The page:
Software Defined Perimeters (SDP) - The Gateway to Zero Trust Environments (ZTE)

Updated: Feb 18, 2020

Software Defined Perimeter (SDP)

An SDP is one of the pillars of a Zero Trust Environment (ZTE). It is network security architecture that delivers heightened security access to an organization’s applications. It does so by creating specific authorized security connections from each end user to the enterprise applications.

To complete the secure access, a client agent must be deployed on all client devices in order to access the servers being protected by the perimeter.

Why Is This Needed Now?

Consider the overall 2018 breach data:

By the time a cup of coffee has been consumed, greater than 15,000 records are in the hands of hackers, nation states, etc. The attack vectors are relentless and the attack surface is our intellectual property. Is this acceptable?

What is the source of the breaches?

No other source of data breaches came close to malicious outsiders in the first half of 2018. The number of records exposed by external attackers rose by more than 800 percent to over 2.4 billion records breached.

Unfortunately, the attacks are only increasing…up to 20 billion attacks per day[1], with 10 million new attack vectors surfacing per day. The task of protecting servers and communications is only getting more complicated and unmanageable from a Cybersecurity perspective.

If the statistics were not enough, consider the recent headlines:

  • Cyberattacks are the fastest-growing crime in the U.S. (Cybersecurity Ventures, 2017)

  • Seventy percent of businesses surveyed believe their security risk increased significantly in 2017 (Ponemon Institute, 2017)

  • In 2016, 95 percent of breached records came from three industries: government, retail and technology. (TechRepublic, 2017)

  • In 2016, around one billion accounts and records were compromised worldwide, or roughly three for every American citizen. (TechRepublic, 2017)

  • Around 24,000 malicious mobile apps are blocked every day. (Varonis, 2018)

  • IoT attacks were up 600 percent in 2017. (Varonis, 2018)

  • Ransomware attacks grow more than 350 percent every year. (Varonis, 2018)

  • The U.S. receives 18.2 percent of all ransomware attacks. (Varonis, 2018)

  • Ninety-two percent of malware is delivered by email. (Verizon, 2018)

  • How Chinese Spies Got the NSA’s Hacking Tools, and Used Them for Attacks (New York Times, 2019)

  • Hackers Have Been Holding the City of Baltimore’s Computers Hostage for 2 Weeks (New York Times. 2019)

  • In Baltimore and Beyond, a Stolen N.S.A. Tool Wreaks Havoc (New York Times. 2019)


Organizations cannot sit idly by when it comes to the protection of their Intellectual Property (IP) and communications from Cybersecurity attacks. It’s clear that current methods and standards are not maintaining a security perimeter to protect your IP. A new approach is called for:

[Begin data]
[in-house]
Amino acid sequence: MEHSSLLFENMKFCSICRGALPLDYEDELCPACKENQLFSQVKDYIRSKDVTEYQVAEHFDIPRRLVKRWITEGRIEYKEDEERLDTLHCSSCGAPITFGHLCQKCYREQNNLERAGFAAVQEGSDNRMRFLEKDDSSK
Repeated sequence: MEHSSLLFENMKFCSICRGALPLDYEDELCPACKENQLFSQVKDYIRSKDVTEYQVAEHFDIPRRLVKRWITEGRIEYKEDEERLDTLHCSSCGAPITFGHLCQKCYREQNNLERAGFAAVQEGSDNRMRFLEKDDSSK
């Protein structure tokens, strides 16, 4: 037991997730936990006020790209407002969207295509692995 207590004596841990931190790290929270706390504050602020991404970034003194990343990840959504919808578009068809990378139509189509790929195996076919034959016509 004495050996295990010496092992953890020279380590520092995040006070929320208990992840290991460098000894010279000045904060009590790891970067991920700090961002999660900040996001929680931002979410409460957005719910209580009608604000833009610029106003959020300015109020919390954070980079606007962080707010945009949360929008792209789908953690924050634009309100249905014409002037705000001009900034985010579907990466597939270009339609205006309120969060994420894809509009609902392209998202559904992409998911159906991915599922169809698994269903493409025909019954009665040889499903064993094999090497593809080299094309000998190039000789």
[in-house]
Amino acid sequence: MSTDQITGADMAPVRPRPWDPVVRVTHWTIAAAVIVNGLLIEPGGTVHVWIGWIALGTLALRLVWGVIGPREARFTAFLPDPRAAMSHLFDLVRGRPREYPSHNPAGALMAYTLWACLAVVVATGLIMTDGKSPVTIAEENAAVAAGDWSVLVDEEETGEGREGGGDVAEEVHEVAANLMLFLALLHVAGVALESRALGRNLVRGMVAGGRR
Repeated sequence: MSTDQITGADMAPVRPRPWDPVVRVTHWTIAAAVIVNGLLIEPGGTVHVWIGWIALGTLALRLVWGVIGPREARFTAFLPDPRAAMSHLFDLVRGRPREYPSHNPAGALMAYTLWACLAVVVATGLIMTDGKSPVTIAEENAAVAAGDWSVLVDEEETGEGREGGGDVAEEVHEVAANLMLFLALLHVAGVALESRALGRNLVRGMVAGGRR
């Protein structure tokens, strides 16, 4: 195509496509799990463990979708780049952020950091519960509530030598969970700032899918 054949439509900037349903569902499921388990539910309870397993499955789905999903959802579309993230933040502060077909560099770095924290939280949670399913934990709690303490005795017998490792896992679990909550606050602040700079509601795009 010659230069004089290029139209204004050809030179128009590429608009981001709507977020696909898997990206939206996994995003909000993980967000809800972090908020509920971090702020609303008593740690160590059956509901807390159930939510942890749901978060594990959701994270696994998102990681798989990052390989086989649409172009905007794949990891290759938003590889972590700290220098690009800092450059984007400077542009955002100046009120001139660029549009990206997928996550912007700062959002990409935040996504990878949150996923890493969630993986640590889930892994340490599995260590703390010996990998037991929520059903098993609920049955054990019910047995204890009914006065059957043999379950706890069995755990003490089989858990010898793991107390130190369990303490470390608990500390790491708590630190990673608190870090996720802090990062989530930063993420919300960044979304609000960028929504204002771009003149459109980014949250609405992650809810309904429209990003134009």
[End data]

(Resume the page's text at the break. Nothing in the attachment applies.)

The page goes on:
A Zero Trust Environment

NCoded Communications

Zero Trust Environment Overlay

The NCC ZTE Overlay is a design developed to complete the following objectives through new and unconventional proprietary technology:

  • Reduce Your Attack Surface

  • Secure User Access

  • Encrypt Data-In-Transit

  • Cloak Your Infrastructure from Evil Actors

The overall objective is to neutralize the adversaries.

Once completed, you will have established a Software Design Perimeter (SDP) cloaking your environment from being seen or accessible on the Internet by anyone. The Operational Technology (OT) security premise once the ZTE Overlay deployed is:

If they can’t see it, they can’t steal it!

ZTE in detail

The NCC Zero Trust Environment is a new security architecture definition to address the Cybersecurity environment of 2018+. It builds on the 2010 academic definition of a ZTE from Forrester Research addressing the 2018+ needs of the cyber industry.

It begins with a least-privileged access model, comprised of the following:

  • A security posture of default deny. A Zero Trust Environment must follow the mantra of:

Trust No One & Trust Nothing

  • NCC deploys and unconventional method of secure connectivity to the SDP: Trusted Node Communications (TNC). From the onset of execution, two trusted nodes on your network communicating with each other should have no implicit trust. Implicit trust must be earned through strong authentication between the two nodes through dual node interrogation and verification.

For more information about NCoded Communications please email

[1] Cybersecurity Ventures, Feb 6, 2019.

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